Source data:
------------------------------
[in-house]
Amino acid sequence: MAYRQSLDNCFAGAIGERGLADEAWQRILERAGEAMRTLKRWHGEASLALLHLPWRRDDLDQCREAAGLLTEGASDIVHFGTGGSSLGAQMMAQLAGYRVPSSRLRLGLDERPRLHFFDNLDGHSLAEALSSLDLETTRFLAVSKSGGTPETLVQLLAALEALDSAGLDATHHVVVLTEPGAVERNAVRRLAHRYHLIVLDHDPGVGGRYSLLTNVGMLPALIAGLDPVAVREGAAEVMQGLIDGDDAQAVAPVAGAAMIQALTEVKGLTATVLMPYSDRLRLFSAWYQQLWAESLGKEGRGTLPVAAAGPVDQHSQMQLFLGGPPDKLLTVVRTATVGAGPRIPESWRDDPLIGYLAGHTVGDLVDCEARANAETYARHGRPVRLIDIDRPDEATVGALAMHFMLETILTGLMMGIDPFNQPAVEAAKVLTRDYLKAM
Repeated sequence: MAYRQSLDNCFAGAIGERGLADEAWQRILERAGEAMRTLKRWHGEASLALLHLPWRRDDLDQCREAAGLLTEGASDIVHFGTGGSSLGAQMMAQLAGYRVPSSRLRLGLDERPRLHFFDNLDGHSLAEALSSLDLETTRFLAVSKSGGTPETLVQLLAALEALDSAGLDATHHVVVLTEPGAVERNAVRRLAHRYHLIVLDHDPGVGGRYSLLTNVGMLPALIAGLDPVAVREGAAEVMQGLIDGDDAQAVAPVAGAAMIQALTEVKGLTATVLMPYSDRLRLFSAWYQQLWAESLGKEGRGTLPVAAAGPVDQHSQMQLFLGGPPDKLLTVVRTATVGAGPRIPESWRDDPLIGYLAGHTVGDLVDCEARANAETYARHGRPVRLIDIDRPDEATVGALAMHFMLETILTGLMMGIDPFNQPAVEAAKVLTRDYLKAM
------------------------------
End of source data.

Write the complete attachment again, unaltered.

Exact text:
[in-house]
Amino acid sequence: MAYRQSLDNCFAGAIGERGLADEAWQRILERAGEAMRTLKRWHGEASLALLHLPWRRDDLDQCREAAGLLTEGASDIVHFGTGGSSLGAQMMAQLAGYRVPSSRLRLGLDERPRLHFFDNLDGHSLAEALSSLDLETTRFLAVSKSGGTPETLVQLLAALEALDSAGLDATHHVVVLTEPGAVERNAVRRLAHRYHLIVLDHDPGVGGRYSLLTNVGMLPALIAGLDPVAVREGAAEVMQGLIDGDDAQAVAPVAGAAMIQALTEVKGLTATVLMPYSDRLRLFSAWYQQLWAESLGKEGRGTLPVAAAGPVDQHSQMQLFLGGPPDKLLTVVRTATVGAGPRIPESWRDDPLIGYLAGHTVGDLVDCEARANAETYARHGRPVRLIDIDRPDEATVGALAMHFMLETILTGLMMGIDPFNQPAVEAAKVLTRDYLKAM
Repeated sequence: MAYRQSLDNCFAGAIGERGLADEAWQRILERAGEAMRTLKRWHGEASLALLHLPWRRDDLDQCREAAGLLTEGASDIVHFGTGGSSLGAQMMAQLAGYRVPSSRLRLGLDERPRLHFFDNLDGHSLAEALSSLDLETTRFLAVSKSGGTPETLVQLLAALEALDSAGLDATHHVVVLTEPGAVERNAVRRLAHRYHLIVLDHDPGVGGRYSLLTNVGMLPALIAGLDPVAVREGAAEVMQGLIDGDDAQAVAPVAGAAMIQALTEVKGLTATVLMPYSDRLRLFSAWYQQLWAESLGKEGRGTLPVAAAGPVDQHSQMQLFLGGPPDKLLTVVRTATVGAGPRIPESWRDDPLIGYLAGHTVGDLVDCEARANAETYARHGRPVRLIDIDRPDEATVGALAMHFMLETILTGLMMGIDPFNQPAVEAAKVLTRDYLKAM